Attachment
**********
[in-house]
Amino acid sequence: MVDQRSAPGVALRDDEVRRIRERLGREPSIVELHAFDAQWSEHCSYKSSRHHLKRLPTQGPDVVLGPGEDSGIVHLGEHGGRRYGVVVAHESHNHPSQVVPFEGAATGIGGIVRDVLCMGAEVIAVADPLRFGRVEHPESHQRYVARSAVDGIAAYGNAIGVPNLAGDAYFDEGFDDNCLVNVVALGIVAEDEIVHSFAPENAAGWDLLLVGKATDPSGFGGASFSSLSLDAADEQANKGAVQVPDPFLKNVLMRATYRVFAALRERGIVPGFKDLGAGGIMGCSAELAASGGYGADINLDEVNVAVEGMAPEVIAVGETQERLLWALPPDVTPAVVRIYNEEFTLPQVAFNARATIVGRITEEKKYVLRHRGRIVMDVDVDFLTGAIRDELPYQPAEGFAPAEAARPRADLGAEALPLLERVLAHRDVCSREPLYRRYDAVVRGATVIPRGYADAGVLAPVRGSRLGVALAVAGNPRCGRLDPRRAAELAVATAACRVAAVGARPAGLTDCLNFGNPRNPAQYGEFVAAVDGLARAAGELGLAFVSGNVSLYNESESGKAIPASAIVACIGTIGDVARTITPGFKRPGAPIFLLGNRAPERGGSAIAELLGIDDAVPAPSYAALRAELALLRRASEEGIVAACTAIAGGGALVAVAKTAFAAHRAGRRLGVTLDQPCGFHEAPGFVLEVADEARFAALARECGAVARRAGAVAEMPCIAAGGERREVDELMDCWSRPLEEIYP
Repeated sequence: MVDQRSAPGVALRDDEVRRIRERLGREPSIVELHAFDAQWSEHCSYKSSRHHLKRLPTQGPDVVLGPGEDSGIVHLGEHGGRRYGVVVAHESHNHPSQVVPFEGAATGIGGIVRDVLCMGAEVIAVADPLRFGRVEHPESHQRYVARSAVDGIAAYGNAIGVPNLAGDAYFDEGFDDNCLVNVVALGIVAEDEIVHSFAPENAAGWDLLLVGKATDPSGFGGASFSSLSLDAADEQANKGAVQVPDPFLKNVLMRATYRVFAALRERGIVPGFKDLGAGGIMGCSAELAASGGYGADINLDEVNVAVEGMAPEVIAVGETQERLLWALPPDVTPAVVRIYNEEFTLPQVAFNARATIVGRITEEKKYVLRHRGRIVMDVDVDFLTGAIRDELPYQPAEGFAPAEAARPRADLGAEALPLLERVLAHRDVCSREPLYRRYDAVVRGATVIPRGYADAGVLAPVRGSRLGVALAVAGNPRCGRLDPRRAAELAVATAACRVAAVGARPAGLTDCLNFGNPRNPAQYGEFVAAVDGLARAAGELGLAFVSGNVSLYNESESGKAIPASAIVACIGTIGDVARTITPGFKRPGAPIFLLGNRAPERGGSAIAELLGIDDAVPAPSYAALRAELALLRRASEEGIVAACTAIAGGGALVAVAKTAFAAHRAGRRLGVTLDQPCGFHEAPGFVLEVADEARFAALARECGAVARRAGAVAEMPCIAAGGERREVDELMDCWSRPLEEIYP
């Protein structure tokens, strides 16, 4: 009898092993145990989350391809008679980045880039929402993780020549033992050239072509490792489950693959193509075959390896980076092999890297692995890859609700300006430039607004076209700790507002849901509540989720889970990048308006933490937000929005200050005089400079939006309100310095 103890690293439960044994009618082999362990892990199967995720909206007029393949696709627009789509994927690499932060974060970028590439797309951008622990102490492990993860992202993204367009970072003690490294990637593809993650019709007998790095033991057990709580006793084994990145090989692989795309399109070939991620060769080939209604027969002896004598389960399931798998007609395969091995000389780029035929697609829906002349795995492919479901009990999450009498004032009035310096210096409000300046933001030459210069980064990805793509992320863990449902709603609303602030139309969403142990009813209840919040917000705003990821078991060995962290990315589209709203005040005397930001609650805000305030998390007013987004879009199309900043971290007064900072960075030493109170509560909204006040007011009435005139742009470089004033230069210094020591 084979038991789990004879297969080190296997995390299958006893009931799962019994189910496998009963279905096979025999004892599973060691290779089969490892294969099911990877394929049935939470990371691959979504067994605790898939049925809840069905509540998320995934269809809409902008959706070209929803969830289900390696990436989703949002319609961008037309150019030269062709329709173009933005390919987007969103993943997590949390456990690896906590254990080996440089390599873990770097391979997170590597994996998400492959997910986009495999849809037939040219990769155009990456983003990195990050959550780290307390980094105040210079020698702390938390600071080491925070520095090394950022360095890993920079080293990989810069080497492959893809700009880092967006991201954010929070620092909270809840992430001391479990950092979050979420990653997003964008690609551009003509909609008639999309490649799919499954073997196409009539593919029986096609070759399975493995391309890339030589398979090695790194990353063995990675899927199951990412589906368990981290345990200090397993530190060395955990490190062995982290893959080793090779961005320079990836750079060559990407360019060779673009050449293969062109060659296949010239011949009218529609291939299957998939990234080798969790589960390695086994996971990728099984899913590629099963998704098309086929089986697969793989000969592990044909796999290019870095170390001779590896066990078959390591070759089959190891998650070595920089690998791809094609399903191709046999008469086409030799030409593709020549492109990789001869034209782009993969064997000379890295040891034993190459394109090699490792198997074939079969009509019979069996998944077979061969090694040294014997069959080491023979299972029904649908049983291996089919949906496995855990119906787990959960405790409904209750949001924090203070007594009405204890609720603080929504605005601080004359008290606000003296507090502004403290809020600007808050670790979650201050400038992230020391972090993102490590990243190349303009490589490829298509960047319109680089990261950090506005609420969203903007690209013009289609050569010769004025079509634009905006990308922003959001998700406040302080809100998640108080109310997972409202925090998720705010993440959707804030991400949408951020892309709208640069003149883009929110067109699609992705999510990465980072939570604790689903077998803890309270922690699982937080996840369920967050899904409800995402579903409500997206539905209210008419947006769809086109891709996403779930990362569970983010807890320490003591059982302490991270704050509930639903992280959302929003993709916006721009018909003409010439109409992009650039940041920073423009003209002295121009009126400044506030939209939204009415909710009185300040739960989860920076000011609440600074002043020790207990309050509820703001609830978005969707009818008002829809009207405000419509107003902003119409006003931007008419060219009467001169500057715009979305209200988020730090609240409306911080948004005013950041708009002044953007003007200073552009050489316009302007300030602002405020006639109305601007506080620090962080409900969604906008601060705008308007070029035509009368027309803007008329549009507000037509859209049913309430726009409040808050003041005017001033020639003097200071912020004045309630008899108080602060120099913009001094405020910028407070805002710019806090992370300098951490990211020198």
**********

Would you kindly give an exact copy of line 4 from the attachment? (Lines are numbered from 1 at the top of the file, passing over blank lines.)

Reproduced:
């Protein structure tokens, strides 16, 4: 009898092993145990989350391809008679980045880039929402993780020549033992050239072509490792489950693959193509075959390896980076092999890297692995890859609700300006430039607004076209700790507002849901509540989720889970990048308006933490937000929005200050005089400079939006309100310095 103890690293439960044994009618082999362990892990199967995720909206007029393949696709627009789509994927690499932060974060970028590439797309951008622990102490492990993860992202993204367009970072003690490294990637593809993650019709007998790095033991057990709580006793084994990145090989692989795309399109070939991620060769080939209604027969002896004598389960399931798998007609395969091995000389780029035929697609829906002349795995492919479901009990999450009498004032009035310096210096409000300046933001030459210069980064990805793509992320863990449902709603609303602030139309969403142990009813209840919040917000705003990821078991060995962290990315589209709203005040005397930001609650805000305030998390007013987004879009199309900043971290007064900072960075030493109170509560909204006040007011009435005139742009470089004033230069210094020591 084979038991789990004879297969080190296997995390299958006893009931799962019994189910496998009963279905096979025999004892599973060691290779089969490892294969099911990877394929049935939470990371691959979504067994605790898939049925809840069905509540998320995934269809809409902008959706070209929803969830289900390696990436989703949002319609961008037309150019030269062709329709173009933005390919987007969103993943997590949390456990690896906590254990080996440089390599873990770097391979997170590597994996998400492959997910986009495999849809037939040219990769155009990456983003990195990050959550780290307390980094105040210079020698702390938390600071080491925070520095090394950022360095890993920079080293990989810069080497492959893809700009880092967006991201954010929070620092909270809840992430001391479990950092979050979420990653997003964008690609551009003509909609008639999309490649799919499954073997196409009539593919029986096609070759399975493995391309890339030589398979090695790194990353063995990675899927199951990412589906368990981290345990200090397993530190060395955990490190062995982290893959080793090779961005320079990836750079060559990407360019060779673009050449293969062109060659296949010239011949009218529609291939299957998939990234080798969790589960390695086994996971990728099984899913590629099963998704098309086929089986697969793989000969592990044909796999290019870095170390001779590896066990078959390591070759089959190891998650070595920089690998791809094609399903191709046999008469086409030799030409593709020549492109990789001869034209782009993969064997000379890295040891034993190459394109090699490792198997074939079969009509019979069996998944077979061969090694040294014997069959080491023979299972029904649908049983291996089919949906496995855990119906787990959960405790409904209750949001924090203070007594009405204890609720603080929504605005601080004359008290606000003296507090502004403290809020600007808050670790979650201050400038992230020391972090993102490590990243190349303009490589490829298509960047319109680089990261950090506005609420969203903007690209013009289609050569010769004025079509634009905006990308922003959001998700406040302080809100998640108080109310997972409202925090998720705010993440959707804030991400949408951020892309709208640069003149883009929110067109699609992705999510990465980072939570604790689903077998803890309270922690699982937080996840369920967050899904409800995402579903409500997206539905209210008419947006769809086109891709996403779930990362569970983010807890320490003591059982302490991270704050509930639903992280959302929003993709916006721009018909003409010439109409992009650039940041920073423009003209002295121009009126400044506030939209939204009415909710009185300040739960989860920076000011609440600074002043020790207990309050509820703001609830978005969707009818008002829809009207405000419509107003902003119409006003931007008419060219009467001169500057715009979305209200988020730090609240409306911080948004005013950041708009002044953007003007200073552009050489316009302007300030602002405020006639109305601007506080620090962080409900969604906008601060705008308007070029035509009368027309803007008329549009507000037509859209049913309430726009409040808050003041005017001033020639003097200071912020004045309630008899108080602060120099913009001094405020910028407070805002710019806090992370300098951490990211020198």